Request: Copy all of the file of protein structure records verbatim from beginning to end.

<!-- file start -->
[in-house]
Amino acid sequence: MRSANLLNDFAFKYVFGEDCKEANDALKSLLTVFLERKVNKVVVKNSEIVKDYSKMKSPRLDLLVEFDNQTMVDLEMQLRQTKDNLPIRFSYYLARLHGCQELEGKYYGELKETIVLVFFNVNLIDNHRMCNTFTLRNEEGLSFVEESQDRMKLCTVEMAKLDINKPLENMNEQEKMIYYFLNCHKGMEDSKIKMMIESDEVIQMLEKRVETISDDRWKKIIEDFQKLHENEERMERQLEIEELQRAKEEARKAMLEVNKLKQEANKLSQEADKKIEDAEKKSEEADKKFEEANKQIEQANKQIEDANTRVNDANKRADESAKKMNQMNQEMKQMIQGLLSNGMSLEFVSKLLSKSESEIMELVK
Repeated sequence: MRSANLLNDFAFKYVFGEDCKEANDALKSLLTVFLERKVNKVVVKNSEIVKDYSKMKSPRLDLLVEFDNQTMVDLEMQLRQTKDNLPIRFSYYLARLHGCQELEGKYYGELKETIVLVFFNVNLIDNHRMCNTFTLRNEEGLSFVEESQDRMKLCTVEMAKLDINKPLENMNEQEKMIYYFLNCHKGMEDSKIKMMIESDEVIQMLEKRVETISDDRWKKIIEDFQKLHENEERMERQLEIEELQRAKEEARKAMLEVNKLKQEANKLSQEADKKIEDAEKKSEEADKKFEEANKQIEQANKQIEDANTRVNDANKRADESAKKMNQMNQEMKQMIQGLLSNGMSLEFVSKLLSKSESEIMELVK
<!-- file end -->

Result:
[in-house]
Amino acid sequence: MRSANLLNDFAFKYVFGEDCKEANDALKSLLTVFLERKVNKVVVKNSEIVKDYSKMKSPRLDLLVEFDNQTMVDLEMQLRQTKDNLPIRFSYYLARLHGCQELEGKYYGELKETIVLVFFNVNLIDNHRMCNTFTLRNEEGLSFVEESQDRMKLCTVEMAKLDINKPLENMNEQEKMIYYFLNCHKGMEDSKIKMMIESDEVIQMLEKRVETISDDRWKKIIEDFQKLHENEERMERQLEIEELQRAKEEARKAMLEVNKLKQEANKLSQEADKKIEDAEKKSEEADKKFEEANKQIEQANKQIEDANTRVNDANKRADESAKKMNQMNQEMKQMIQGLLSNGMSLEFVSKLLSKSESEIMELVK
Repeated sequence: MRSANLLNDFAFKYVFGEDCKEANDALKSLLTVFLERKVNKVVVKNSEIVKDYSKMKSPRLDLLVEFDNQTMVDLEMQLRQTKDNLPIRFSYYLARLHGCQELEGKYYGELKETIVLVFFNVNLIDNHRMCNTFTLRNEEGLSFVEESQDRMKLCTVEMAKLDINKPLENMNEQEKMIYYFLNCHKGMEDSKIKMMIESDEVIQMLEKRVETISDDRWKKIIEDFQKLHENEERMERQLEIEELQRAKEEARKAMLEVNKLKQEANKLSQEADKKIEDAEKKSEEADKKFEEANKQIEQANKQIEDANTRVNDANKRADESAKKMNQMNQEMKQMIQGLLSNGMSLEFVSKLLSKSESEIMELVK